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Two weeks. Prison here in Ecuador is a maddening mix of long stretches of isolation and boredom interspersed with random threats and acts of violence. Today was a break in the structure: visitation day.

You can receive max 2 visitors for 3 hours. Two of my best friends here in Ecuador visited. It’s always great to see friends; the isolation here is probably the hardest aspect. But after visits, I always end up feeling empty, pensive and moody. My friends brought up the question I want to write about today. Simply, why am I in Ecuador? And my recent experiences, have they changed my perspectives?

I’m sure a lot of people assume I’m angry at Ecuador, that I will want to leave as soon as I get out and never come back, but no, nothing could be further from the truth. I love Ecuador. I love living here. I have my life here and if I’m allowed, I would like to continue my life.

Obviously, I’m not happy at being in my current position, but I can’t blame the whole country for that. Instead, I do blame certain specific individuals who are instrumentalizing my friendship with Julian Assange and making me a political pawn without any trace of wrongdoing. Yes, I’m angry at these people and so Ecuadorians be. Using – and abusing – the laws of the country in this way should not be acceptable. But this is being done by a few individuals, not the whole population.

To be sure, the penal system of Ecuador has to be reformed. The plight of my many fellow inmates is evidence of this; they mostly live in significantly worse conditions than mine.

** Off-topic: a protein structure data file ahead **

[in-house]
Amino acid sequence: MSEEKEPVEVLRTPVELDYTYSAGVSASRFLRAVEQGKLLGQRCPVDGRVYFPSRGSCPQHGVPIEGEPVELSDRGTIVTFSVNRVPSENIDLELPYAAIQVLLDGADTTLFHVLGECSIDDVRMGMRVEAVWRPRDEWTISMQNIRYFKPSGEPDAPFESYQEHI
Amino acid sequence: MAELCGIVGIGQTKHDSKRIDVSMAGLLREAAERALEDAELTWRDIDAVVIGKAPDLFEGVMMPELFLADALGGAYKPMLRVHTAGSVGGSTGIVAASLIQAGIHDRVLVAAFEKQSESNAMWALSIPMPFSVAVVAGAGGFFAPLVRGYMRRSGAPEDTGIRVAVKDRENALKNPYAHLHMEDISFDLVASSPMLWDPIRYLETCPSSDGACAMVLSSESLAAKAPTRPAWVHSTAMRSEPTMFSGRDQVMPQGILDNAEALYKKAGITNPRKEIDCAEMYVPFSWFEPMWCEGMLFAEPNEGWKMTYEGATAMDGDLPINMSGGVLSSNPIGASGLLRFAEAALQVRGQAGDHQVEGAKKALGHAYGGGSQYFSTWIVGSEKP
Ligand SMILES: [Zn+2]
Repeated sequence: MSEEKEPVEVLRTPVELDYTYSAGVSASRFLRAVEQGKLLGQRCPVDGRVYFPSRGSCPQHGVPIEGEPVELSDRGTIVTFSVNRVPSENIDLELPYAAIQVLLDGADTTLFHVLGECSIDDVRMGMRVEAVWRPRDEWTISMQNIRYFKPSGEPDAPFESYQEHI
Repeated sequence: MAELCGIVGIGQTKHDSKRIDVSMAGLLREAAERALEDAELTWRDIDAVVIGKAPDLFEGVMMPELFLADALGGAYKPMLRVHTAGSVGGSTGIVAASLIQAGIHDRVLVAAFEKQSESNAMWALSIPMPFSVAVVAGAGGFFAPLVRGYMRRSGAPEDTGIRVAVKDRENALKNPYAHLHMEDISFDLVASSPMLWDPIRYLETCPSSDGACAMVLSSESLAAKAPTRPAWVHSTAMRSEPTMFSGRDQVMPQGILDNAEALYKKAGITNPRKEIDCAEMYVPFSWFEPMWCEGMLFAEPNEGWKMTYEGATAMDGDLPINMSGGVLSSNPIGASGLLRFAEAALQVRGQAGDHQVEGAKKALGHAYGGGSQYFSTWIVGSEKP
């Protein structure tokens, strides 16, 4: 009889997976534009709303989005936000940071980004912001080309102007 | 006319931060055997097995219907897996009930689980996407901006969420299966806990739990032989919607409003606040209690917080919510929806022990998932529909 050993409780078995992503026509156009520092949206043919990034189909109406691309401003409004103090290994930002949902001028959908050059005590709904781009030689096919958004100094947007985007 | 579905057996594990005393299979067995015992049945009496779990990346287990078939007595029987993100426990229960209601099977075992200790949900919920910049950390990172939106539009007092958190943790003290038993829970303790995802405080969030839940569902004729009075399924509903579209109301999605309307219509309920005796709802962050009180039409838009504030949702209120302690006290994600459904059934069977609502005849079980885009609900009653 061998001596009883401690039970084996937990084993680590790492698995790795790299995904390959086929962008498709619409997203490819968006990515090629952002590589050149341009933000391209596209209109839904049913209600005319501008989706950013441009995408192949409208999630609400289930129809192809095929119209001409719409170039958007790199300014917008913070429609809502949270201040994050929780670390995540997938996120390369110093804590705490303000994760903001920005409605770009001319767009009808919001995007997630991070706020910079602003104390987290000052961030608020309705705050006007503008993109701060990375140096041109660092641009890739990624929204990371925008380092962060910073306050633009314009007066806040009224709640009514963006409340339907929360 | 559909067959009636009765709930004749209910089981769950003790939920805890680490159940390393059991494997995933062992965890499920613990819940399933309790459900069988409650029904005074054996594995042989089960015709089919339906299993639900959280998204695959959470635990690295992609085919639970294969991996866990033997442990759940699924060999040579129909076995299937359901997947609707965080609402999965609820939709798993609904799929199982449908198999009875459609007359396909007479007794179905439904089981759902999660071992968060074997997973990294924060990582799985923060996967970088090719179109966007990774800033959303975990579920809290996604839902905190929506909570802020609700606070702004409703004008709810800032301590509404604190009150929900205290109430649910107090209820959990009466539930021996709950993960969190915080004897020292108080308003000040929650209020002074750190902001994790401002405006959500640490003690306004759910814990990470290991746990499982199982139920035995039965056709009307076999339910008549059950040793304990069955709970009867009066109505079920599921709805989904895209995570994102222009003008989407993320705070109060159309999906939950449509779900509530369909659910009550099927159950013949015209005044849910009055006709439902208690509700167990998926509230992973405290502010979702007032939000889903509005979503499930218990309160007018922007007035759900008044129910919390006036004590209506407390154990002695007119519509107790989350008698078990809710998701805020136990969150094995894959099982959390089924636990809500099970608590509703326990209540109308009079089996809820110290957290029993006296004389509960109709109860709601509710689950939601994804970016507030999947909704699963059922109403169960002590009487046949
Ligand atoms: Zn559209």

Ecuador is not perfect. There are many things that could be improved. Just like the rest of Latin America, Ecuador has several hundreds of years of colonial history to deal with, followed by many years of military dictatorships, general unrest and repeated unlawful interventions by so called developed countries.

So no, Ecuador can improve on many things, but from the historical perspective, the peoples of Latin America have shown tremendous strength in getting as far as they have.

So, coming back to the original question: Why did I come here?

For many reasons, and sometimes they are hard to tease but some are very mundane. I really like the people here. People are warm, open, caring and they care about the community. This attracted me a lot. And I can say that even in my current situation, this perspective on the people remain. From how my fellow inmates have taken care of me, to how people on the street have come up to my parents on the street, expressing their support. My faith in the Ecuadorian people remains strong.

I like that politics is something that people care about here. It’s in the blood of people. That’s something I appreciated from the beginning. People in Ecuador talk about open source and understand the political value of technology.

And there are talented people here. When we started my organization in Ecuador, we quickly found a team of people with lots of potential, diligence and drive. Honestly, I’m dying to get back to work with them and continue doing good for the world.

Ecuador is not a paradise. It’s a complex, multicultural, sometimes strange place with all kinds of people with different worldviews, dealing with 500 years of complicated history. Let’s not forget that and reduce the country and its people to a caricature – good or bad -.

I’m glad to be here and hopefully I have along future ahead of me in Ecuador, hopefully outside of prison!